Face up to it: remote-work is simply not, if you have trust

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by @paulcarder

A thought for the Easter weekend. You may be going away for a few days – have a great time! I’m staying on a small-holding on Dartmoor Devon, UK, with my youngest daughter, looking after piglets and chickens, and looking out for the cuckoo and barn owl.

Some would call the location remote. Miles from the nearest town. When it gets dark, it is dark. No light! Fantastic stars. And you can see the fox’s eyes a long way off.

But, of course, the house has internet and WiFi… which means, to me, it is not remote. I can call up countless applications, Skype being the most likely in my case, to see the face of almost anyone I am connected to. Most people use some form of video-conferencing tech…even my septuagenarian parents. I have seen a five year old using it quite happily to talk to his father in the USA.

So, as a PhD student looking at work, workplaces, and ‘other’ places where work happens, I am somewhat skeptical every time I see the term remote-work in the papers which I am wading through.

Here is a phrase in front of me now – “working remotely from the organisation”. In a peer-reviewed academic paper. What does that mean? I believe that it is implied that working in a different place from the organisation’s offices is “working remotely”. Try it yourself: enter the words “working remotely” into Google Scholar (select: exact phrase; anywhere in the article) you’ll get 4,320 results. Pick a few, and I’ll bet you find there is mostly an implication, but not an explanation, for why it is “remote”.

Charles Handy (1995) gave his view of the rules of trust. One of which being that “trust is not blind” and requires face-to-face interaction, which cannot happen to the same extent when working ‘remotely’. But that was 20 years ago, when teleconferencing was rare (I did my first at BP in 1997, when for the first five minutes we could see the ear, one shoulder and a gesticulating hand of one European manager, until he adjusted and we got the grainy picture of his face). Now, as mooted above, a 5-year old can do it, and the image is fast and clear.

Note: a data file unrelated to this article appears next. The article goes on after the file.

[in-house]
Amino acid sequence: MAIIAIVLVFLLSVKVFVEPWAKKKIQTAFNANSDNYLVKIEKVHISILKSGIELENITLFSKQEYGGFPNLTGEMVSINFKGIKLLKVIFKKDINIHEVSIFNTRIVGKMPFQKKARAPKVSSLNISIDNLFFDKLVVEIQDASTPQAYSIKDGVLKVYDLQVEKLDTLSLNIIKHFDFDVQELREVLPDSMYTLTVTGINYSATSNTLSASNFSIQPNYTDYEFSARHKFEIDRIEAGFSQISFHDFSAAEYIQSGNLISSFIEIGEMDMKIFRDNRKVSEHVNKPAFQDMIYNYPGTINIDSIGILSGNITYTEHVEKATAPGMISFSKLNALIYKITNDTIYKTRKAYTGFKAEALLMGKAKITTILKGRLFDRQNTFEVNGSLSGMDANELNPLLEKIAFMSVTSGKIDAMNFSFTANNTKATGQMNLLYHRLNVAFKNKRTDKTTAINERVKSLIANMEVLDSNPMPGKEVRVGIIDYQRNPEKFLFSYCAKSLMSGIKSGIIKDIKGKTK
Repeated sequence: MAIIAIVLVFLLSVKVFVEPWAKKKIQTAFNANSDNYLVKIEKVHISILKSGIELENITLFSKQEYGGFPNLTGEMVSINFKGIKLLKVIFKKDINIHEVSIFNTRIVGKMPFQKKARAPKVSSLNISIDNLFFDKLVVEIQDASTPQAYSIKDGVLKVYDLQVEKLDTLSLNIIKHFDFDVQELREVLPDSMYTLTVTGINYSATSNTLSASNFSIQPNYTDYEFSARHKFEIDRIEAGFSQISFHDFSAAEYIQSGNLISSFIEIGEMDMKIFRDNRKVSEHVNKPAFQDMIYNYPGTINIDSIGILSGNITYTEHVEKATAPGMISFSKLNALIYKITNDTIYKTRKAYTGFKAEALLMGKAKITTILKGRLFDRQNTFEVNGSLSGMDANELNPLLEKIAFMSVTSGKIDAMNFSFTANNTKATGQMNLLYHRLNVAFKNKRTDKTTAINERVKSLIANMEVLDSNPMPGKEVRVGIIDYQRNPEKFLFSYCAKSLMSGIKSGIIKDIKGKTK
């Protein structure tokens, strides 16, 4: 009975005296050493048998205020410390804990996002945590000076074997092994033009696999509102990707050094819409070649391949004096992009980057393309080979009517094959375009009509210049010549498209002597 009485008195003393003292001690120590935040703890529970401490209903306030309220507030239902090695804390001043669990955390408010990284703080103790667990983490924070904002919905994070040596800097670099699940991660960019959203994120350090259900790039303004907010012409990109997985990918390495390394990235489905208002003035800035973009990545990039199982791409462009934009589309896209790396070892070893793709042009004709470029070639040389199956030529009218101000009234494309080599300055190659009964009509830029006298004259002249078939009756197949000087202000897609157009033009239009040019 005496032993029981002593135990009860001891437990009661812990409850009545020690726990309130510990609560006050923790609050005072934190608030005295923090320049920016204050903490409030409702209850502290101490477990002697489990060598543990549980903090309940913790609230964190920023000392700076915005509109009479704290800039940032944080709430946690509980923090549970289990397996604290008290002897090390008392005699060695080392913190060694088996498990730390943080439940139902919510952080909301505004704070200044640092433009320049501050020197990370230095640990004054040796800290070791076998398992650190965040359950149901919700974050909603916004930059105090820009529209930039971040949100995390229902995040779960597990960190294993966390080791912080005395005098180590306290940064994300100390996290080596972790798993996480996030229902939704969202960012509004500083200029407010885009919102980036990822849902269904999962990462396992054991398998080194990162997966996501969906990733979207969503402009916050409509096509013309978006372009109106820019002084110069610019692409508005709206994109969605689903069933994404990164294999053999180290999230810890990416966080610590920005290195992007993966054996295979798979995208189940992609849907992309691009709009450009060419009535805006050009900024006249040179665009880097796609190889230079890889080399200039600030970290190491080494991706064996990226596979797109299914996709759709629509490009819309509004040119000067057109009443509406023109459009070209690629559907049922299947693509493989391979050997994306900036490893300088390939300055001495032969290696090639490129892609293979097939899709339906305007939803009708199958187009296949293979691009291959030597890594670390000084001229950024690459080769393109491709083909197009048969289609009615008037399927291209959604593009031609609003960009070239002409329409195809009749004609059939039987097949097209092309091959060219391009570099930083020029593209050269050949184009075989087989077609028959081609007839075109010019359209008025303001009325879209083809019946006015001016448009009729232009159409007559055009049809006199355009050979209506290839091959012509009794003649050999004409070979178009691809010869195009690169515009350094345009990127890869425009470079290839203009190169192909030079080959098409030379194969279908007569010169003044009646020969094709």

If we can see someone’s face clearly, read their facial expressions (consciously and unconsciously, as we all do every day), converse freely, how “remote” are we really? I would argue, far less remote than we may be to someone on the other side of the same office, who sends an email instead of either picking up the phone or walking across the office to have a face-to-face chat (yes, we have all done that… even you!).

Trust is not diminished necessarily over distance, but by lack of familiarity. You can be “remote” standing in the same room, if you don’t know the other person.

Handy (1995) went on to say, “It is unwise to trust people whom you do not know well, whom you have not observed in action over time, and who are not committed to the same goals”. That applies regardless of contemporary technology.

Remote-work could therefore be said to be working with people you don’t know, you have not worked with (or known by reputation), and whom you are not sure are committed to the work you are doing.

Remote-work is little to do with distance (or place), and far more to do with ‘time served’ and reputation. It is all down to trust. If you trust someone, it doesn’t matter where they are.

If you don’t believe that, talk to my partners, Dr Jim Ware and Marcus Bowen. We have run our little business, globally, for 5 years…never once have we all been in the same place at the same time! “Remote-work” means nothing to us. Trust means everything.


Handy, C. (1995). Trust and the Virtual Organization. Harvard Business Review.

  1. Sesha Sai says

    Hi Paul, excellent post. I have my all directs working away from me in the same city. All my project managers/ leaders work from either construction site or client location. I spend a lot of time on field meeting clients, teams – so, am away from little supprt team i have in office. I always wondered how to explain this situation and what tools can i use to better manage my work and work relationships. Great thoughts in your article and i have a buch of ideas to take away. Enjoy your time in the not so remote place. Happy Easter.

    1. Paul Carder says

      Thanks Sesha! It is a fascinating subject, isn’t it? There are many tools for managing remote teams – from leadership techniques, to management practices, to useful software. But I think one of the problems is that many managers (especially in technical disciplines) are trained in one technical field, but and become managers ‘by default’ eventually. Often without specific training (I know, I did!). How many managers get specific training in managing distributed teams? There is a lot of literature in the business/management field on this topic. But unless you go off to Business School, most managers never read it (or even know about it, probably).

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